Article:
Business for a Fair Minimum Wage

Business for a Fair Minimum Wage is composed of primarily businesses, such as Ben and Jerry’s, Costco, Dansko Footwear, and Zingerman’s.  There are also smaller businesses such as family farms that are members. The goal of this group is to see a $12 minimum wage by 2020, and then adjust yearly at the same increasing rate as the median hourly wage.  Not only would this restore the lost value of minimum wage, the annual increases would reduce future erosion in value, and stabilize and predict future increases, making it easier for businesses to plan and absorb higher wages with less consequences.

The logic behind the stance is that the workers are also customers.  The customers can then spend more with more money in their pockets, which would increase sales.  More sales mean more employees.  Happier employees means less employee turnover, which in turn would increase productivity, quality of goods, and customer satisfaction,  which then leads to more sales.  This would create a profitable circle for business that makes sense.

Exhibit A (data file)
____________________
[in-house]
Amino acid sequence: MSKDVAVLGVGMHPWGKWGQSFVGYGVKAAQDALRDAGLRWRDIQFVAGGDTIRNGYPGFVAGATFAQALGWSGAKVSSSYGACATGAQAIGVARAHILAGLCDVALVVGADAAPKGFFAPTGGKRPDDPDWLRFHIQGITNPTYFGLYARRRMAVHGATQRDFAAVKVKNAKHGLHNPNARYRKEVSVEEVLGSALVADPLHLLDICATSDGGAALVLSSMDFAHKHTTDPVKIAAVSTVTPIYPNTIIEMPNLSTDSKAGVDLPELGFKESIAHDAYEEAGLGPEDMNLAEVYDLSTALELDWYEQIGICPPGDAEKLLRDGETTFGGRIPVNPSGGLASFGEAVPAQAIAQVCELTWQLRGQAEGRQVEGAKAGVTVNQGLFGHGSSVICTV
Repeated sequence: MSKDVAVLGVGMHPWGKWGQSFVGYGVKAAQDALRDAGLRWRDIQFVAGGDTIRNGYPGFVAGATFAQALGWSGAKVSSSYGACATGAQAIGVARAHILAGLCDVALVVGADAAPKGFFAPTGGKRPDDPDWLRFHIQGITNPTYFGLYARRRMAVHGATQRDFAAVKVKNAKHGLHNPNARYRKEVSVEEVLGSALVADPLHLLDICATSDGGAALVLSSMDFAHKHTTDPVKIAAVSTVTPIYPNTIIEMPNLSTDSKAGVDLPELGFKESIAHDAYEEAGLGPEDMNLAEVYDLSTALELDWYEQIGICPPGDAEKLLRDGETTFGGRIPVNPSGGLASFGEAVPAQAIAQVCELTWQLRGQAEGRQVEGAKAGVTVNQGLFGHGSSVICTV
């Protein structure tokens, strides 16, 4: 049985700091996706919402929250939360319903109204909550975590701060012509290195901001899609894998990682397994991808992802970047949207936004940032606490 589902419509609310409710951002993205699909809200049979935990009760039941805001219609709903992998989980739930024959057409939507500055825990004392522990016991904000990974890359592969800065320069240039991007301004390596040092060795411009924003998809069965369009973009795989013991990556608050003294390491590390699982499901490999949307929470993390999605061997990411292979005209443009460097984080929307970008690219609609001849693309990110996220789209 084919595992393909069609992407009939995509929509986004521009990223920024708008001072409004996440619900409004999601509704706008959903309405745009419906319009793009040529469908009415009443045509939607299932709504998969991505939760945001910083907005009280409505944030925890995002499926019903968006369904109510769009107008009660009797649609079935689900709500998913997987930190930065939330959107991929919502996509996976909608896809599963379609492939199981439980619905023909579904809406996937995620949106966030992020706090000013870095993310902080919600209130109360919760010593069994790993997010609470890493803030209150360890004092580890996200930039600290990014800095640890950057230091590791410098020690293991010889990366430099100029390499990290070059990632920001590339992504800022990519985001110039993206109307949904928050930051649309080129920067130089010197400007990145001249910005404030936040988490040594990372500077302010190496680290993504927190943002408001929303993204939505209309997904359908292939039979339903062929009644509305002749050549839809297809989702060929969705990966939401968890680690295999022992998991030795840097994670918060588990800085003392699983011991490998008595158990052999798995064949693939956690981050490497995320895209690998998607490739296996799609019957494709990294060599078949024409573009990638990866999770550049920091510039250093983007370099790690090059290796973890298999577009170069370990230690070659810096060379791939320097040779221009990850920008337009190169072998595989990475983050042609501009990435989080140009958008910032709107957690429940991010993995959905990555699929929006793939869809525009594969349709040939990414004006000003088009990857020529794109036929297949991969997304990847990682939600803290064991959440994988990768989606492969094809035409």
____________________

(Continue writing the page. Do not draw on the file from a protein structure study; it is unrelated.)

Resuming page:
American Federation of Labor – Congress of Industrial Organizations (AFL-CIO)

AFL-CIO represents “people who work” and is works closely with unions to achieve goals.  While the group doesn’t express an exact goal, it states that there is a need to increase minimum wage.  The group’s website posts a lot of supporting data though.  For example, if minimum wage had been adjusted to match inflation, it would now be $10.75.  However, if it increased at the same rate that productivity has increased since 1968, it would now be $18.67.  There is also data posted that supports that boosting the minimum wage would help bridge the gap in gander-pay equality.  The charts suggest that a minimum wage increase would benefit women the most.  55-60% of all affected by an increase would be women and 55-60% of the total people affected would be white.  85-90% of all affected are over the age of 20.

Employment Policies Institute (EPI)

EPI is a non-partisan research institute that focuses on employment growth, and in particular issues that affect entry-level employment.  Currently, EPI is opposed to increasing the minimum wage.